The CASE Act: One-Year Anniversary

Celebrating one. year of The CASE Act

It’s almost the one-year anniversary of the CASE Act being passed into law. On December 27, the “Copyright Alternative in Small Claims Enforcement Act of 2019” will turn one year old. In case you haven’t heard, the CASE Act creates a three “judge” tribunal called the Copyright Claims Board (CCB) within the U.S. Copyright Office to handle small copyright claims. It was a welcomed development for creators who had a right with no remedy, as this new process would provide a voluntary and affordable alternative to federal court.

In case you have heard, you may be wondering how much of the CCB has been set up so far. Originally the CCB was to begin operations by December 27, 2021, though the CASE Act allows for the Register of the U.S. Copyright Office to extend the deadline by a maximum of 180 days. At the end of last month, the Register announced that she would exercise that extension right, and that the Copyright Office anticipates that the CCB will be up and running well before the statutory deadline of June 25, 2022.

Here is a quick snapshot of the aspects of the CCB that the Office has set up to date.

The CCB Officers Have Been Appointed

In July, the Register of Copyrights announced the appointments of the three CCB Officers (also known as the Copyright Claims Officers or “CCO”s). The CCOs are responsible for reviewing the facts of the small claims dispute and issuing a decision based on the law. The three officers are David Carson, Monica McCabe, and Brad Newberg; all three CCOs bring extensive experience and knowledge to their new positions.

  • David Carson most recently headed the Copyright Policy Team in the Office of Policy and International Affairs at the U.S. Patent and Trademark Office and had previously worked for the International Federation of the Phonographic Industry. Before then, he was also the General Counsel for thirteen years and an Associate Register for Policy and International Affairs for two years at the U.S. Copyright Office. His appointment became effective July 6 and his term will last for four years.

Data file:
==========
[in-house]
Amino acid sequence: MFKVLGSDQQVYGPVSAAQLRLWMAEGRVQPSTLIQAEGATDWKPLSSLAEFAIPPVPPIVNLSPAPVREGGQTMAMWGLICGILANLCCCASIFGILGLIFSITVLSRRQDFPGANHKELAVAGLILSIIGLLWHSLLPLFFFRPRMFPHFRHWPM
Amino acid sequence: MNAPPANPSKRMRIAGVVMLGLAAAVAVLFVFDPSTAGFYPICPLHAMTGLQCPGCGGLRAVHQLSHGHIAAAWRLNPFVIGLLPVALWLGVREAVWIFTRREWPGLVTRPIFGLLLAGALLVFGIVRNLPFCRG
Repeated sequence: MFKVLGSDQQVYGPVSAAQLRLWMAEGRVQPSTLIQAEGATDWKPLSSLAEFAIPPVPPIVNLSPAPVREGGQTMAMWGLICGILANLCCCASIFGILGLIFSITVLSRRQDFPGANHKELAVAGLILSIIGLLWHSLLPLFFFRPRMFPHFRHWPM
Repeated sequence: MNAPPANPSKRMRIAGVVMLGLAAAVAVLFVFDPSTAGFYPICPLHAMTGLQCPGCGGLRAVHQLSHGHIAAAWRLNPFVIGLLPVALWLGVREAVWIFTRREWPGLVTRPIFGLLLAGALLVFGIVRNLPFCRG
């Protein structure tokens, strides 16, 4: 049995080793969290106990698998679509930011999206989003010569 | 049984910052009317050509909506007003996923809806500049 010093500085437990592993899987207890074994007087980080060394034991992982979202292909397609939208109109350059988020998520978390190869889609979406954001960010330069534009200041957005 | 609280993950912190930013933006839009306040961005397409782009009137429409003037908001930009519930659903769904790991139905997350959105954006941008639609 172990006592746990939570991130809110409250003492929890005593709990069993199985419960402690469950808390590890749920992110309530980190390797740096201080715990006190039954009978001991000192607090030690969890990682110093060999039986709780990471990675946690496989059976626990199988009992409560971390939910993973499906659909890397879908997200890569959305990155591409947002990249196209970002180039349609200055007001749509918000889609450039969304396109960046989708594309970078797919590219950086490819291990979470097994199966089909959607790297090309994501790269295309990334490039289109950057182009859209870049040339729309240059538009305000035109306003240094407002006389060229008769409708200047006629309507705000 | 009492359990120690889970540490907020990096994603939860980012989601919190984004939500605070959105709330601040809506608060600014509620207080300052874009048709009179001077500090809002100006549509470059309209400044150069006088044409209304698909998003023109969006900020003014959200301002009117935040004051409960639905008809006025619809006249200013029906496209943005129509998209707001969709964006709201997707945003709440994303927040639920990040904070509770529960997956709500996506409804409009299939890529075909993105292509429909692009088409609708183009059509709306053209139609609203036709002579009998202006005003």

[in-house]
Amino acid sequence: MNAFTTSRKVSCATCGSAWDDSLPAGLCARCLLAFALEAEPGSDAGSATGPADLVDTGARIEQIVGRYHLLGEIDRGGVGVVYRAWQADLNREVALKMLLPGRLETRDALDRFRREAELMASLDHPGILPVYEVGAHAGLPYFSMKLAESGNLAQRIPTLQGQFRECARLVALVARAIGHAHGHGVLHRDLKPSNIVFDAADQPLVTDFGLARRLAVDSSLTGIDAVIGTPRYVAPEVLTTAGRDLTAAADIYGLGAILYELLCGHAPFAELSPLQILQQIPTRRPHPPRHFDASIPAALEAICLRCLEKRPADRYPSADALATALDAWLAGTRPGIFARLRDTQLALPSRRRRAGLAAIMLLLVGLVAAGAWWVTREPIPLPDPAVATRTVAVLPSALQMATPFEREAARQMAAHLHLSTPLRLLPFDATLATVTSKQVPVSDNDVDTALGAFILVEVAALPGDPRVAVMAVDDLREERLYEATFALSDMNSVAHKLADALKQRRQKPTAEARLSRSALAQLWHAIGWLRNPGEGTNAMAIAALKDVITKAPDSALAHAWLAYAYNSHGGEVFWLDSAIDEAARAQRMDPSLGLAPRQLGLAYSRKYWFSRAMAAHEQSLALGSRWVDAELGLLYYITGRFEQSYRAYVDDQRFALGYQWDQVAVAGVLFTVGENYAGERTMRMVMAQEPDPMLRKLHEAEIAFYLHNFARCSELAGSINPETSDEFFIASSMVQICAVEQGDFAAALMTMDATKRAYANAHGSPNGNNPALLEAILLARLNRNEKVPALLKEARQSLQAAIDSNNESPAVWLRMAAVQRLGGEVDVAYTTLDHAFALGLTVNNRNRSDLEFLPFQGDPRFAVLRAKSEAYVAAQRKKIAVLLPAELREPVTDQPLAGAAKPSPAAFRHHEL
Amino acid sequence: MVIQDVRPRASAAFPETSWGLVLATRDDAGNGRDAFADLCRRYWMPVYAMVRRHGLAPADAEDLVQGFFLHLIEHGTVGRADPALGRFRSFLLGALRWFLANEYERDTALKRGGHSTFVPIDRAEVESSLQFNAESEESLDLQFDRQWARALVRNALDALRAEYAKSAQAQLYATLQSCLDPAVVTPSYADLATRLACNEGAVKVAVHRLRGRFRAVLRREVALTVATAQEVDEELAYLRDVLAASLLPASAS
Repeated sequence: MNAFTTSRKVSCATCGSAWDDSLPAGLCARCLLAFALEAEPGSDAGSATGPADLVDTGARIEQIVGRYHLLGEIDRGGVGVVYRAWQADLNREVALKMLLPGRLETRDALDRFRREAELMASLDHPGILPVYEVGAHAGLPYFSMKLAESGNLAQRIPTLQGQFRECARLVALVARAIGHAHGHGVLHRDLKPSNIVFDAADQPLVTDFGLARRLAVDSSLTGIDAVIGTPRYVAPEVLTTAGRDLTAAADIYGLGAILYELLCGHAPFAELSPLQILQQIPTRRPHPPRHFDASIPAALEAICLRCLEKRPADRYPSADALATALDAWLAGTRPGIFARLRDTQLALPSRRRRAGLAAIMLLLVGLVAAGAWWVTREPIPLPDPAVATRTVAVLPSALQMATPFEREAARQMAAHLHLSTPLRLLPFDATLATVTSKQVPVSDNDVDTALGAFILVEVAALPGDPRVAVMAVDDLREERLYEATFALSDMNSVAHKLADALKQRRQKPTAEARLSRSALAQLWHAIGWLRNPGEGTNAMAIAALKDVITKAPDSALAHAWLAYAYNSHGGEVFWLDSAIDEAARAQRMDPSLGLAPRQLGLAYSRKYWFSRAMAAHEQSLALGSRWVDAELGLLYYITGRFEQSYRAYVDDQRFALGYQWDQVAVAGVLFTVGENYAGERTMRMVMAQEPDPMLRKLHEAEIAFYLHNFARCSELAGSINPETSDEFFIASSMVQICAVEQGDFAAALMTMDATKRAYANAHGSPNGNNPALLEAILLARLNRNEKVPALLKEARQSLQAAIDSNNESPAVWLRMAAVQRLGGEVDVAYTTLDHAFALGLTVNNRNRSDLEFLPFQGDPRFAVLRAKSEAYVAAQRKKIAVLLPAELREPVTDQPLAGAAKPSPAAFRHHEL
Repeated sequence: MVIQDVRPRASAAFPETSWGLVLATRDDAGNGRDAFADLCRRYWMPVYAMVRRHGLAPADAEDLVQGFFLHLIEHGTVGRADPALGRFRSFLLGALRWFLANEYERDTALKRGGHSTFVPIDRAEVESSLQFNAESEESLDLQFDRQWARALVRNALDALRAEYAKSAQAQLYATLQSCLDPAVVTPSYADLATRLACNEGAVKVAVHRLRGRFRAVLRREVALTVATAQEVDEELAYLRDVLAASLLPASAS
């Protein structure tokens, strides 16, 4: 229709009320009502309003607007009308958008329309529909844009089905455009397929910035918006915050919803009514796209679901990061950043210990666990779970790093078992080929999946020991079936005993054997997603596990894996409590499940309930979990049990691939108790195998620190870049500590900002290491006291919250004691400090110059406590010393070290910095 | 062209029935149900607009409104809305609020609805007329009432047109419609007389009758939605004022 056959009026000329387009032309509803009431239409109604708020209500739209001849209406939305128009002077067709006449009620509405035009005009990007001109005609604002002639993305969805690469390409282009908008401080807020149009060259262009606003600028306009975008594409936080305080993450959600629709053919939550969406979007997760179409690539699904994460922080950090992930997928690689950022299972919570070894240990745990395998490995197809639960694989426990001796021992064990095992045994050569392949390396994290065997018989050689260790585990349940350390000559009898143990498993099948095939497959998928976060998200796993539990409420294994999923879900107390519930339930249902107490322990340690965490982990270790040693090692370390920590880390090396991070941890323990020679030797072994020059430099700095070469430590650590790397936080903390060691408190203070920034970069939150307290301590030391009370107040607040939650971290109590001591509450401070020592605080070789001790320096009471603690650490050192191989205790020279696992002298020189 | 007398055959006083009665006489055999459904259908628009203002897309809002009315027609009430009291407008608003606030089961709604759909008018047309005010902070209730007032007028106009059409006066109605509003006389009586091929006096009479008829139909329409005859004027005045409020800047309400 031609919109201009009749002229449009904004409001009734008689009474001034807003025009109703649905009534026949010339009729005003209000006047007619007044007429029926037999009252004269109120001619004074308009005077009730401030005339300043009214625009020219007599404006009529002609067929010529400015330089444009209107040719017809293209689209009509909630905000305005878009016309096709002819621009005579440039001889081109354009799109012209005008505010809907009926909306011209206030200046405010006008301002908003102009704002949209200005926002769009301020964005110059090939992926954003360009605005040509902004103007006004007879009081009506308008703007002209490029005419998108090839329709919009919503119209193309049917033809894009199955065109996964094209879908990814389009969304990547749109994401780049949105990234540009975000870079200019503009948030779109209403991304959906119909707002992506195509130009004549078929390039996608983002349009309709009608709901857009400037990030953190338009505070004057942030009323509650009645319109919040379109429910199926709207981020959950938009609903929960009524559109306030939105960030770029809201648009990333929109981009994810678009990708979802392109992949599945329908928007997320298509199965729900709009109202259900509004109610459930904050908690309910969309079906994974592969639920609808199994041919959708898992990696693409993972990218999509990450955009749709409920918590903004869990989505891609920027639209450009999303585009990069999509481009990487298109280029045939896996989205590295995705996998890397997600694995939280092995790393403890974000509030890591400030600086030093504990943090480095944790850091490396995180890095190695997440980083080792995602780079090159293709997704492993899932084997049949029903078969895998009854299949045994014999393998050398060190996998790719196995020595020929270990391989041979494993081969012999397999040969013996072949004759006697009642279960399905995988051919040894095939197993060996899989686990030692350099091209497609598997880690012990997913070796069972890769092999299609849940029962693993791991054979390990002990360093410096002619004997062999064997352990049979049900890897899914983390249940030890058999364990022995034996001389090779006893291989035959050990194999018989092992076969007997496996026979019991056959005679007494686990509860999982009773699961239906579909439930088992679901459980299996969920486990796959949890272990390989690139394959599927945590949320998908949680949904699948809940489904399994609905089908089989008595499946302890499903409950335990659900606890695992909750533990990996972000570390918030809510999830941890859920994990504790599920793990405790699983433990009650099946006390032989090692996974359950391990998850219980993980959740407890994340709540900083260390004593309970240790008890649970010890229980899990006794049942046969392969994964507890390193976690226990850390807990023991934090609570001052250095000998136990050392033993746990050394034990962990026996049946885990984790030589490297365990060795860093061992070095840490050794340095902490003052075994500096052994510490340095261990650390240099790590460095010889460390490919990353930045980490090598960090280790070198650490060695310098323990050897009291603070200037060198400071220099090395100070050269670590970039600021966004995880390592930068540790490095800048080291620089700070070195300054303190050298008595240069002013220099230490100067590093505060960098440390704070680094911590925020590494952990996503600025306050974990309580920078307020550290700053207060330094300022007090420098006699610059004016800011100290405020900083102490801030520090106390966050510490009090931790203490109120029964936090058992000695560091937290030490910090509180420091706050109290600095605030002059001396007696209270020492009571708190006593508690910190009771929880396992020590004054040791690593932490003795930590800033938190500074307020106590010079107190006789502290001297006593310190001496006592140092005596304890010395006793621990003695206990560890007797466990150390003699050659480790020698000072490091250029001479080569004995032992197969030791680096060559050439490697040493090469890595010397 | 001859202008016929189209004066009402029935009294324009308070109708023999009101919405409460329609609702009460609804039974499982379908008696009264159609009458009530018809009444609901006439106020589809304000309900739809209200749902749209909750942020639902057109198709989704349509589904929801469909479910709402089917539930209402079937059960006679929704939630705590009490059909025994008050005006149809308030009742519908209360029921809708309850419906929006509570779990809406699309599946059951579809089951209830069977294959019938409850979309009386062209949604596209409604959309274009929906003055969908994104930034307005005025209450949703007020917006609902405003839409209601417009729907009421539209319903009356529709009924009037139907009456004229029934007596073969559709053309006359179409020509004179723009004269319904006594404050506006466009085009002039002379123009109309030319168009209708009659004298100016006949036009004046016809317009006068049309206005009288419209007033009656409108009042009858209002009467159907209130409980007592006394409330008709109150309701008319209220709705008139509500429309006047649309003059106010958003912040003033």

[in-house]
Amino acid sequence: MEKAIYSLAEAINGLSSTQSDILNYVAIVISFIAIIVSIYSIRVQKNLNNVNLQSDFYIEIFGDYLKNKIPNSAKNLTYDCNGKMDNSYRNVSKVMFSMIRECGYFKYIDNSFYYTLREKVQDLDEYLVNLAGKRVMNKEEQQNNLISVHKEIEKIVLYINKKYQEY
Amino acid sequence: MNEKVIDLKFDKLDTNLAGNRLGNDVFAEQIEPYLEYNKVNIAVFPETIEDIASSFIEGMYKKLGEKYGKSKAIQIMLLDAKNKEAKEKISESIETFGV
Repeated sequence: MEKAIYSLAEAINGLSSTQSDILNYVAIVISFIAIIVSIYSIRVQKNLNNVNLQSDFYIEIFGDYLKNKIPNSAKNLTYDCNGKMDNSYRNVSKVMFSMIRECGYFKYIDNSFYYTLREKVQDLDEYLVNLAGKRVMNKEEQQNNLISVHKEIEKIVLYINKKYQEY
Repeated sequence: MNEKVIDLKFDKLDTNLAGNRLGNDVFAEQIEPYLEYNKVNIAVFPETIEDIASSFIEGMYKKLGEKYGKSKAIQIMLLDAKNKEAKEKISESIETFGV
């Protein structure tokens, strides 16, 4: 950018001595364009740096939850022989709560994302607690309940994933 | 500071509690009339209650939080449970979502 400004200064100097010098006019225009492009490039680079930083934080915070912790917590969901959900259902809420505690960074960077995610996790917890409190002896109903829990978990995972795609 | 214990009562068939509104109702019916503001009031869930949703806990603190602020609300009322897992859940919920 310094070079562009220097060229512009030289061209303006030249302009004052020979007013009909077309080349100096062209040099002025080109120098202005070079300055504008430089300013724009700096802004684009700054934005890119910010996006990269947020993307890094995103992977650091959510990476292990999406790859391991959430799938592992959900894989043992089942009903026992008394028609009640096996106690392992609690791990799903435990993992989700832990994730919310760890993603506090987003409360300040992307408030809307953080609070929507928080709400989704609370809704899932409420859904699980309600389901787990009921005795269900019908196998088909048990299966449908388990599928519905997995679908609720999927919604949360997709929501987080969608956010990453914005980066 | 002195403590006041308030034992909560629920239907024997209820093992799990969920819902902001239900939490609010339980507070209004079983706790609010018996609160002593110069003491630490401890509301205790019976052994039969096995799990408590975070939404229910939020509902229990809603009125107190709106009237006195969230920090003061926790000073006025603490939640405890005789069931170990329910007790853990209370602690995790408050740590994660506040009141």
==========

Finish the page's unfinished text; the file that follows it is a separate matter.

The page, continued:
• Monica McCabe chaired the intellectual property department at the law firm, Phillips Nizer LLP and has extensive experience in copyright litigation spanning over thirty years, representing both users and copyright owners. She also has been on arbitration panels for the International Trademark Association, the Southern District of New York, and the New York State Supreme Court Commercial Division. Her appointment became effective September 13 and her term will last for five years.
  • Brad Newberg led the copyright and trademark litigation practice at the law firm, McGuire Woods for well over a hundred copyright matters in front of federal trial and appellate courts from across the country. He also has extensive experience counseling clients on copyright-related transactional and licensing matters. His appointment became effective August 16 and his term will last for six years.

The Office Is Working On The Specifics of CCB Procedures

In addition to its regular work, the U.S. Copyright Office staff has been tirelessly working on setting up the CCB by soliciting input on policies and procedures governing the small claims process in the form of a notice of inquiry and multiple notice of proposed rulemakings. It is no small task for the Copyright Office to create this brand new tribunal, and the Copyright Alliance applauds the staff for all its work on ensuring that the CCB is properly set up so it can begin operations in 2022.